Seahawks’ Kam Chancellor makes his presence felt in return
One of the most significant factors in the Seahawks’ 31-24 win over New England was the impact that strong safety Kam Chancellor had on Seattle’s defense in his return to the starting lineup. Two penalties notwithstanding – he was flagged for pass interference and roughing the passer – Chancellor was arguably Seattle’s best defender while recording eight tackles and a pass breakup along with a forced fumble that his team recovered.
Backup Kelcie McCray filled in admirably while Chancellor missed four games with a pulled groin, but he didn’t make the type of game-changing plays that Chancellor produced Sunday night.
“Unbelievable effect. He had a huge effect,” coach Pete Carroll said of Chancellor on “Brock and Salk” Monday morning. “He was just there and on it and you knew he was out there. You couldn’t miss him. He knocked the ball loose a couple times, those matchups that he was battling through to keep them at bay somewhat, and then just his presence is so welcomed and so meaningful. He’s just a freaking stud, and he just did it again. It was awesome to have him back.”
Here’s a closer look at four key plays Chancellor made Sunday night.
Pass breakup vs. Gronkowski. Free safety Earl Thomas delivered the huge hit on a second-quarter incompletion up the seam to tight end Rob Gronkowski, but Chancellor’s tight coverage was the key to this play. He ran stride-for-stride with Gronkowski even after being turned around mid-route by an inside move then dived to break up the pass as it arrived. This is not a play Chancellor would have made had he been at all rusty following his four-game absence. “That was perfect play,” Carroll said about Chancellor’s coverage and Thomas’ hit.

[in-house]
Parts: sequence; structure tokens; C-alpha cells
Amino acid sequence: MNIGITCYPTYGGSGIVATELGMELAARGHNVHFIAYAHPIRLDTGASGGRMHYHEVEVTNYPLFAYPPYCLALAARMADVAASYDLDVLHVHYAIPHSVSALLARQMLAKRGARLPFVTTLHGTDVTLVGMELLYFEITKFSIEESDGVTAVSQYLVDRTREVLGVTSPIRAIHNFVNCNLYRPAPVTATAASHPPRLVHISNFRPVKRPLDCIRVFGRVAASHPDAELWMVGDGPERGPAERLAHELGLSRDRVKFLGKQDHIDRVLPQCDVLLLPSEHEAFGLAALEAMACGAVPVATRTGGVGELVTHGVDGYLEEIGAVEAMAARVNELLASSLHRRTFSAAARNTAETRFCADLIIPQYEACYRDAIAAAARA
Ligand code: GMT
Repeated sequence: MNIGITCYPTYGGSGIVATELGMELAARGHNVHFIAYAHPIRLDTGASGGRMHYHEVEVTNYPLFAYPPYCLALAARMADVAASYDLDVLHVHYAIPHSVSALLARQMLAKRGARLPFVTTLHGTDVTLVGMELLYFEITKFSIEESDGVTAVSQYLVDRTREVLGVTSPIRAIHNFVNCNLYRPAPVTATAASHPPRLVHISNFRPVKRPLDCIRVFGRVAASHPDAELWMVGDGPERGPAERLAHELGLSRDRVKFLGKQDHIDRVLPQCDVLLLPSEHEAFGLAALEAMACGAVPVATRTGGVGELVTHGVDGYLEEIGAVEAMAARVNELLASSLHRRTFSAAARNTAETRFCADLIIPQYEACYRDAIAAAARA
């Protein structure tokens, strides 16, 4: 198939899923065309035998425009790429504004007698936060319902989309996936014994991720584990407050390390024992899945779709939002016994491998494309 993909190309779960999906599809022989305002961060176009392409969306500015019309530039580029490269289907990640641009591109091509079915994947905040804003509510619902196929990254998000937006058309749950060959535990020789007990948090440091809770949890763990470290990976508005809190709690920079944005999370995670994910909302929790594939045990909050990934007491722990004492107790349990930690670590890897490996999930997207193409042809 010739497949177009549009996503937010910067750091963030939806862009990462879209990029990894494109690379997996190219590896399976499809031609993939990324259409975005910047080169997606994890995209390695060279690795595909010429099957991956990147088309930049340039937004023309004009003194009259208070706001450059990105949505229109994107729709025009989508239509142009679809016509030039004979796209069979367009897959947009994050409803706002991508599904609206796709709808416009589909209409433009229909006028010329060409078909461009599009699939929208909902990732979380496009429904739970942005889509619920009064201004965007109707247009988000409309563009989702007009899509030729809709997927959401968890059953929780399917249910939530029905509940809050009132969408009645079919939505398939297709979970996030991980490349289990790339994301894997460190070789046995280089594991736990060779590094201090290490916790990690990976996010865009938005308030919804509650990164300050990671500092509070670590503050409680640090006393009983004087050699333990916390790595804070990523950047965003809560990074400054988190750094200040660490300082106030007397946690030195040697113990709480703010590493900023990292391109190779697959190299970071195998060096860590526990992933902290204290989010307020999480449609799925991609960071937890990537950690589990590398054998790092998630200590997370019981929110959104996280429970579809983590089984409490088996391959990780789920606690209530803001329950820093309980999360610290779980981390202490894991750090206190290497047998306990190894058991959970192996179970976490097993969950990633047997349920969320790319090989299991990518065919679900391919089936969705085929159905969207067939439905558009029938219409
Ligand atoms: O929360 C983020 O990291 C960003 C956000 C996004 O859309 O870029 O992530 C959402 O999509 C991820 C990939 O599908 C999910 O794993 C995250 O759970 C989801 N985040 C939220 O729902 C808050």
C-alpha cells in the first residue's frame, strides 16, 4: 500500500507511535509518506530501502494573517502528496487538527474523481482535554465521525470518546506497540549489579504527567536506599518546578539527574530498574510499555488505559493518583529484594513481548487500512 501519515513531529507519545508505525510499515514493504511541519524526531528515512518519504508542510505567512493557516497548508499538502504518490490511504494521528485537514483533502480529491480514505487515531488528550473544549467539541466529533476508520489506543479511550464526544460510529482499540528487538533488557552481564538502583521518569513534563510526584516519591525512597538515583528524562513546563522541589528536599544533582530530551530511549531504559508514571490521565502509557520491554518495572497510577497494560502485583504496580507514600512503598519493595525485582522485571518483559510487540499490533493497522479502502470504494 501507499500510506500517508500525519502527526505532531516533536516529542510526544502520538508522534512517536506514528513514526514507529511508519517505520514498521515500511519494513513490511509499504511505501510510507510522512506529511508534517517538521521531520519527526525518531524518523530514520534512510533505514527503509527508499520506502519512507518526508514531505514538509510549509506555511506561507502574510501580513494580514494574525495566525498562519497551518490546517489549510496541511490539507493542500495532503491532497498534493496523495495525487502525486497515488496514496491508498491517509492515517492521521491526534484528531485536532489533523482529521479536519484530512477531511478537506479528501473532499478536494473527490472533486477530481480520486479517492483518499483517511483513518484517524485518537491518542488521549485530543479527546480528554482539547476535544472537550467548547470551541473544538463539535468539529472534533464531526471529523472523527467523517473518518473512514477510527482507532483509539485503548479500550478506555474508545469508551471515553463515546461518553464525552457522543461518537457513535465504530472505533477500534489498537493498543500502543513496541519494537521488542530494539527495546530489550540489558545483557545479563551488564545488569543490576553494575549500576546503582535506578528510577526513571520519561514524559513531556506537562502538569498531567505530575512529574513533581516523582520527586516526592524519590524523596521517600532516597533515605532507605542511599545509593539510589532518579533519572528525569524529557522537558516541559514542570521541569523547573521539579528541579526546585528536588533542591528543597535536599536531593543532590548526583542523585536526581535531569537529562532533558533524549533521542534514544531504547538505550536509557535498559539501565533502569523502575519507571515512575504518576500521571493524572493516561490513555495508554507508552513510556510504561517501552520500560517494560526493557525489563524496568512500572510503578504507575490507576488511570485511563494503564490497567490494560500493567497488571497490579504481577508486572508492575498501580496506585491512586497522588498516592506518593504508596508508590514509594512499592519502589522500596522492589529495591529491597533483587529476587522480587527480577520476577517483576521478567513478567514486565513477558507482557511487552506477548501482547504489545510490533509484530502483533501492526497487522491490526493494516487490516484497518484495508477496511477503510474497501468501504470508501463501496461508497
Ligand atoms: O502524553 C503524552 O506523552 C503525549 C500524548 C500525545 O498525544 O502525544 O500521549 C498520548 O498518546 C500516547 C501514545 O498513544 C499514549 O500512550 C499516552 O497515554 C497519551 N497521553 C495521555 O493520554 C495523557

Forced fumble on Edelman. The Seahawks were clinging to one-point lead midway through the fourth quarter and New England had driven past midfield when Chancellor gave Seattle the ball back with a forced fumble. He held up receiver Julian Edelman after a catch over the middle and ripped the ball out of his hands. Chancellor appeared to have forced a fumble on Gronkowski on a similar play in the first half, but it was overturned upon review. This one gave the Seahawks a short field and set up their final touchdown.
Goal-line tackle on Blount. Chancellor came up big twice during Seattle’s final goal-line stand. Two plays before covering Gronkowski on the fourth-down incompletion, he shot around the edge and made a diving tackle to help stop LeGarrette Blount just shy of the goal line. Blount had already scored two short-yardage touchdowns and may have hard a third had it not been for Chancellor’s tackle.
Final play. Chancellor manned up on Gronkowski on New England’s final play, and while his coverage may not have been textbook, it got the job done. Interestingly, Seattle’s final practice of last week ended on the same play, with Chancellor breaking up a fade pass intended for practice-squad tight end Marcus Lucas in the end zone. Carroll told “Brock and Salk” that Lucas had caught a pass in the red zone against Chancellor during the seven-on-seven portion of that same practice and celebrated afterward. “He kinda had some fun with it and he spiked it and he kinda made a big deal about it,” Carroll said, “and so everybody was kinda hooting and hollering at him.” That made for a dramatic moment when Chancellor and Lucas lined up across from each other again. “So it comes right down to the last play. Here we go,” Carroll said. “We shift the guy out and it’s exactly the same play and Kam – we don’t even have helmets on or nothing – he goes all out, lays out, knocks the ball down, makes a great play, runs over, gets the ball, slams it right at Marcus and (all the) secondary guys jump on him.” Carroll shared another interesting note about a technical adjustment Seattle made against Gronkowski and how it came into play on the final throw. He said he talked with Chancellor and linebacker K.J. Wright about “backing off just a little bit” and giving the 6-foot-6, 265-pound Gronkowksi more space as to not allow him to get his hands on defenders’ bodies as easily. Gronkowski was lined up off the ball on fourth-and-goal from the 1. Chancellor was a yard behind the goal line and even gave some ground before engaging Gronkowski. “That was the first time Kam really took advantage of it there,” Carroll said of the adjustment. “He knew what was coming. He knew the play. He just had to wait it out.”